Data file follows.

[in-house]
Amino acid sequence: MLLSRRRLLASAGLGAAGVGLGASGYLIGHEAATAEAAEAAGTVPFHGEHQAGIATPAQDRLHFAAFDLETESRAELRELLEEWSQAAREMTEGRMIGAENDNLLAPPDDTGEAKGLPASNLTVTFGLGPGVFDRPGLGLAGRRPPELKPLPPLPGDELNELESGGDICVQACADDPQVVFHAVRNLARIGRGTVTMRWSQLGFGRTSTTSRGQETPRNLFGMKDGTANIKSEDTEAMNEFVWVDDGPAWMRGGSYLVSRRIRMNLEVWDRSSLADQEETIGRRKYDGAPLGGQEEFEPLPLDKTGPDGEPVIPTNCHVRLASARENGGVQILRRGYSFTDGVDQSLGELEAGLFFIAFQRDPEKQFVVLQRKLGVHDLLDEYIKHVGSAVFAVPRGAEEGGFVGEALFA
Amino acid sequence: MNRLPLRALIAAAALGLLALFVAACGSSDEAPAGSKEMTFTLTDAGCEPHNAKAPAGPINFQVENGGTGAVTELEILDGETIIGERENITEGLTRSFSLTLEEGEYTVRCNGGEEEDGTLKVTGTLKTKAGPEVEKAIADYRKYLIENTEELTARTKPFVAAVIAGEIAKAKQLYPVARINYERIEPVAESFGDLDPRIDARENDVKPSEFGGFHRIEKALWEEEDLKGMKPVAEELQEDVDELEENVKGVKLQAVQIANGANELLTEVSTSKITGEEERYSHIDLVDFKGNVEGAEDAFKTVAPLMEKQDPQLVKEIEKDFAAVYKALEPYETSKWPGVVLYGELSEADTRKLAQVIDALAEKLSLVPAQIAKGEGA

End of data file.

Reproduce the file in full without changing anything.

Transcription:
[in-house]
Amino acid sequence: MLLSRRRLLASAGLGAAGVGLGASGYLIGHEAATAEAAEAAGTVPFHGEHQAGIATPAQDRLHFAAFDLETESRAELRELLEEWSQAAREMTEGRMIGAENDNLLAPPDDTGEAKGLPASNLTVTFGLGPGVFDRPGLGLAGRRPPELKPLPPLPGDELNELESGGDICVQACADDPQVVFHAVRNLARIGRGTVTMRWSQLGFGRTSTTSRGQETPRNLFGMKDGTANIKSEDTEAMNEFVWVDDGPAWMRGGSYLVSRRIRMNLEVWDRSSLADQEETIGRRKYDGAPLGGQEEFEPLPLDKTGPDGEPVIPTNCHVRLASARENGGVQILRRGYSFTDGVDQSLGELEAGLFFIAFQRDPEKQFVVLQRKLGVHDLLDEYIKHVGSAVFAVPRGAEEGGFVGEALFA
Amino acid sequence: MNRLPLRALIAAAALGLLALFVAACGSSDEAPAGSKEMTFTLTDAGCEPHNAKAPAGPINFQVENGGTGAVTELEILDGETIIGERENITEGLTRSFSLTLEEGEYTVRCNGGEEEDGTLKVTGTLKTKAGPEVEKAIADYRKYLIENTEELTARTKPFVAAVIAGEIAKAKQLYPVARINYERIEPVAESFGDLDPRIDARENDVKPSEFGGFHRIEKALWEEEDLKGMKPVAEELQEDVDELEENVKGVKLQAVQIANGANELLTEVSTSKITGEEERYSHIDLVDFKGNVEGAEDAFKTVAPLMEKQDPQLVKEIEKDFAAVYKALEPYETSKWPGVVLYGELSEADTRKLAQVIDALAEKLSLVPAQIAKGEGA